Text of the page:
Nov 05 -
-- Since our last review, Mercator CLO I’s class A-1 notes have continued to amortize, increasing the level of available credit enhancement across all classes of notes.
-- Despite a slight negative rating migration of performing assets, we observe an improved performance including higher weighted-average spread and recovery rates, and a shorter weighted-average life.
-- Following our analysis, we have raised our rating on the class A-1 and A-2 notes.
-- At the same time, we lowered our rating on the class B-2 deferrable notes and affirmed our rating on the A-3 deferrable and B-1 deferrable notes.
-- Mercator CLO I is a cash flow CLO transaction that securitizes loans to primarily speculative-grade corporate firms.
Standard & Poor’s Ratings Services today raised its credit rating on Mercator CLO I PLC’s class A-1 and A-2 notes. At the same time, we lowered our rating on the class B-2 deferrable notes and affirmed our ratings on the class A-3 deferrable and B-1 deferrable notes (see list below).
Since our last review on Sept. 15, 2011, and according to the latest available trustee report (dated Oct. 2, 2012), the class A-1 notes have continued to amortize to EUR187 million from EUR254 million as the transaction entered its second year of amortization, leading to increased credit enhancement levels for all classes, except for class B-2.
We have noticed that the weighted-average spread generated by the portfolio has increased to 3.66% from 3.13%, and that the weighted-average life has decreased to 3.8 years from 4.4 years. In addition, we note that the weighted-average recovery rates have slightly decreased.
We have observed a slight deterioration in the credit quality of the underlying assets in the portfolio, which comprise loans to primarily speculative-grade corporate obligors.
Our analysis indicates that the proportion of loans rated in the ‘CCC’ category has remained stable at about 8%, but defaulted assets now account for 2.8% compared with none last time.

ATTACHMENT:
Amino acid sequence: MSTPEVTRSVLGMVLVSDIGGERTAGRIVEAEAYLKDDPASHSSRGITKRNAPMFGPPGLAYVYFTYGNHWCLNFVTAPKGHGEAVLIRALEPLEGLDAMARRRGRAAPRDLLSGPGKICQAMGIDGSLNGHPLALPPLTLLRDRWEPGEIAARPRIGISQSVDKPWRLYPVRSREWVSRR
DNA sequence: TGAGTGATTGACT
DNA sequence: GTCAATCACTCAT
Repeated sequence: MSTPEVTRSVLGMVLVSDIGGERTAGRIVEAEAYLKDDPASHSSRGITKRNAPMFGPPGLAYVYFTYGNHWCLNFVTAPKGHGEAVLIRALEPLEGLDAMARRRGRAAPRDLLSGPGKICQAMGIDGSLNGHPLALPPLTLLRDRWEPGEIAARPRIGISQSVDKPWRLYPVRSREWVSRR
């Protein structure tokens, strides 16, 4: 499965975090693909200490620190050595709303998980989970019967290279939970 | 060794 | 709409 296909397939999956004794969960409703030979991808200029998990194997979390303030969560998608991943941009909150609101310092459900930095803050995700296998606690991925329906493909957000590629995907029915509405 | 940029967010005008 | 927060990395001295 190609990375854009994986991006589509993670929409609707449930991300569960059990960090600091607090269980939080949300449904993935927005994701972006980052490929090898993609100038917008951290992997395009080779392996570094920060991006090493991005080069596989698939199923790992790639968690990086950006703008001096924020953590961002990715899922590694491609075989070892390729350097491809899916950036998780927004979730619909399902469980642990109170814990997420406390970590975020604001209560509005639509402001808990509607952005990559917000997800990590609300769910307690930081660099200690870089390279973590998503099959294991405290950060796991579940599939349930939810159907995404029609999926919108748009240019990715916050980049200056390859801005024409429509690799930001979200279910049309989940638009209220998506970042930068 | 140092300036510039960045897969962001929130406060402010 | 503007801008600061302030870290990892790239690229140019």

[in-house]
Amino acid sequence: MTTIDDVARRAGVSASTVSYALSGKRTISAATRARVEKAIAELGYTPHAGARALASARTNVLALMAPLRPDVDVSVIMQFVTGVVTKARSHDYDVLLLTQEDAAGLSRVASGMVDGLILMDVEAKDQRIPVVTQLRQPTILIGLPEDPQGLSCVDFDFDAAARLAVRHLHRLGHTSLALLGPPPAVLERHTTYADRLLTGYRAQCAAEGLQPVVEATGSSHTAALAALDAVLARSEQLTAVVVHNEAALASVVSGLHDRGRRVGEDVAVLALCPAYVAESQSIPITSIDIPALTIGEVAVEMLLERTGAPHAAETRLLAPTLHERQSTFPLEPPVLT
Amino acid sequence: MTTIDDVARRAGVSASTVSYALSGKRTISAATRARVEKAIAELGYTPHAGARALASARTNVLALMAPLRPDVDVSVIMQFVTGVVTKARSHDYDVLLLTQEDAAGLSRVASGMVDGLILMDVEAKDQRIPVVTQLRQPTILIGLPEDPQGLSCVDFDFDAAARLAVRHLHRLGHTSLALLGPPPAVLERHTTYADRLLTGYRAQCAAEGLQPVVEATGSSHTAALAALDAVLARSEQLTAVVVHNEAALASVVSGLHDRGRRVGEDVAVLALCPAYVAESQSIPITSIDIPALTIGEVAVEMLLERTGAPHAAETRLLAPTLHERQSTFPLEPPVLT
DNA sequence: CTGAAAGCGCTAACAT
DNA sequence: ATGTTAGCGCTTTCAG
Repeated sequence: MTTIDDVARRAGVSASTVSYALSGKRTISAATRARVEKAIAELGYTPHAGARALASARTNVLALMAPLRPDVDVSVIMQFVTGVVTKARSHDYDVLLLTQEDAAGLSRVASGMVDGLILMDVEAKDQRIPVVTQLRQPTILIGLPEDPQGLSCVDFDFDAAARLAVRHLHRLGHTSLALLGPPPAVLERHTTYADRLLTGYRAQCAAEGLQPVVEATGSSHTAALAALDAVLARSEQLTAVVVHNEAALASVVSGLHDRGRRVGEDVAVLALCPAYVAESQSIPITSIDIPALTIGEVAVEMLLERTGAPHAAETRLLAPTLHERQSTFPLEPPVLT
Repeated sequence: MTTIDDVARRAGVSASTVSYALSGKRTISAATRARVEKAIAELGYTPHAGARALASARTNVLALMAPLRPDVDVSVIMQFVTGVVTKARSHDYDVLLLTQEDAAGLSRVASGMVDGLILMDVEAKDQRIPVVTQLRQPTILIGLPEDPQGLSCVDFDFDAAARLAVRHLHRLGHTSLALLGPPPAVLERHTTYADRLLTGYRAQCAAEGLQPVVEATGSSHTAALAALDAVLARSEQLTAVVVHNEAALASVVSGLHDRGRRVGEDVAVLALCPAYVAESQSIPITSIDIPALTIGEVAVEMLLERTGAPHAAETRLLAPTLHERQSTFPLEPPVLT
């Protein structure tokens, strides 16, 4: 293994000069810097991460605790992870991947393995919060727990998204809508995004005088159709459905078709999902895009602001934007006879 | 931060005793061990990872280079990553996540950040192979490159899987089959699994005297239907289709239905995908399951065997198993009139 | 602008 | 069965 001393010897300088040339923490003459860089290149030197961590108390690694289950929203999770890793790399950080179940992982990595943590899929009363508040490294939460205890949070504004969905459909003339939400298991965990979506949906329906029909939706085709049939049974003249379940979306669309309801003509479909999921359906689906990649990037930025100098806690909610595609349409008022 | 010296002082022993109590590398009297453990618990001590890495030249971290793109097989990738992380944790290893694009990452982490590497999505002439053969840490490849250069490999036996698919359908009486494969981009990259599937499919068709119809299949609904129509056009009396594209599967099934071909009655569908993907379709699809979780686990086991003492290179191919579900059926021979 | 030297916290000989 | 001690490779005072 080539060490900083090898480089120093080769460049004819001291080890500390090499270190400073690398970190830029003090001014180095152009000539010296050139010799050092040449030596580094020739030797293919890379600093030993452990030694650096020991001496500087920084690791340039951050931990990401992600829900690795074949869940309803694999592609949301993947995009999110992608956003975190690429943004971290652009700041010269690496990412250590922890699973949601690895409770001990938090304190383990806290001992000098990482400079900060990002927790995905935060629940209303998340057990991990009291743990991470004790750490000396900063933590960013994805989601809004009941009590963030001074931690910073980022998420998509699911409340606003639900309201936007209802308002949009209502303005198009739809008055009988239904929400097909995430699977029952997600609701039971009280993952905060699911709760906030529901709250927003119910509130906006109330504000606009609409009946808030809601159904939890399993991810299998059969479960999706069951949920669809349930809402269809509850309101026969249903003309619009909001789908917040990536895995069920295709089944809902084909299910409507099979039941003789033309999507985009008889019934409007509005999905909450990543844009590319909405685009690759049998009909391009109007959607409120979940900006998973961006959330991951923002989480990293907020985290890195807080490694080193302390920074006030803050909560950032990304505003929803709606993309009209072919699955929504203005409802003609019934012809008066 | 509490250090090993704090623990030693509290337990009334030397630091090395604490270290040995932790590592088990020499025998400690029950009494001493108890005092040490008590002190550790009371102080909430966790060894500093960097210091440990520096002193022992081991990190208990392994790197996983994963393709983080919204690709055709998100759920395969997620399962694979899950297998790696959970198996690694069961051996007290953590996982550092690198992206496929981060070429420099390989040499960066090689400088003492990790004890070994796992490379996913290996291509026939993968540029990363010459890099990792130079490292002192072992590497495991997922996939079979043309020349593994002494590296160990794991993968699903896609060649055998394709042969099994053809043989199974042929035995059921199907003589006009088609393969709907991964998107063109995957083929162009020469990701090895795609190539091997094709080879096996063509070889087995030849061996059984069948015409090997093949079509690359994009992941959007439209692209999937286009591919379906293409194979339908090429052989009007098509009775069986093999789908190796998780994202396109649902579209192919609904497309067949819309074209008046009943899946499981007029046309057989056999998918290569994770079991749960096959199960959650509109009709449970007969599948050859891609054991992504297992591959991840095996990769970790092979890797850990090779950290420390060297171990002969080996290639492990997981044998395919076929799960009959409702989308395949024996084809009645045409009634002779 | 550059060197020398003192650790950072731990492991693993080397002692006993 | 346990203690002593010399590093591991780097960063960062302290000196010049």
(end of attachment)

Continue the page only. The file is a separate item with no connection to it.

As a result, we note that the class B-2 deferrable notes are now marginally failing their par value test. The test, which measures the level of overcollateralization available, caused excess interest to be diverted toward a further redemption of the class A-1 notes, in order to bring the test back to compliance. Note, however, that all other par value tests have improved due to the amortization of the class A-1 notes.
Following our cash flow analysis, we consider the level of credit enhancement available to the class A-1 and A-2 notes to be commensurate with higher ratings. We have therefore raised our rating on the class A-1 notes to ‘AA+ (sf)’ from ‘AA (sf)’ and to ‘AA- (sf)’ from ‘A+ (sf)’ on the class A-2 notes.
Our affirmations of the ratings on the class A-3 deferrable, and B-1 deferrable notes reflect our view that the credit support for these notes continues to be commensurate with our current ratings.
We have lowered our rating on the class B-2 deferrable notes to ‘CCC+ (sf)’ from ‘B- (sf)‘as they are constrained by the application of the largest obligor default test, a supplemental stress test that we introduced as part of our criteria update or by the largest industry default test, another of our supplemental stress tests (see “Update To Global Methodologies And Assumptions For Corporate Cash Flow And Synthetic CDOs,” published on Sept. 17, 2009).
Approximately 20% of the assets in the transaction’s portfolio are non-euro-denominated, while the liabilities are all in euros. To mitigate the risk of foreign-exchange-related losses, the issuer has entered into currency options and interest rate derivative agreements with JPMorgan Chase Bank N.A. (A+/Negative/A-1) as counterparty. Under our 2012 counterparty criteria, our analysis of the derivative counterparty and its associated documentation indicates that, absent other mitigants, it cannot support ratings on the notes that are higher than ‘AA- (sf)’ (see “Counterparty Risk Framework Methodology And Assumptions,” published on May 31, 2012). To assess the potential impact on our ratings, we have assumed that the transaction does not benefit from the currency options and derivative agreements. We concluded that, in this scenario, the class A-1 notes would still be able to achieve a ‘AA+ (sf)’ rating, whereas the class A-2 notes can only achieve a ‘AA- (sf)’ rating in either scenario.
Mercator CLO I is a cash flow collateralized loan obligation (CLO) transaction that securitizes loans to primarily speculative-grade corporate firms.
-- Counterparty Risk Framework Methodology And Assumptions, May 31, 2012
-- Nonsovereign Ratings That Exceed EMU Sovereign Ratings: Methodology And Assumptions, April 8, 2011
-- Update to Global Methodologies and Assumptions for Corporate Cash Flow and Synthetic CDOs, Sept. 17, 2009
-- CDO Spotlight: General Cash Flow Analytics for CDO Securitization, Aug. 25, 2004
Mercator CLO I PLC
EUR413 Million Floating-Rate Notes
A-1 AA+ (sf) AA (sf)
A-2 AA- (sf) A+ (sf)
B-2 Def CCC+ (sf) B- (sf)
A-3 def BBB+ (sf)
B-1 def BB+ (sf)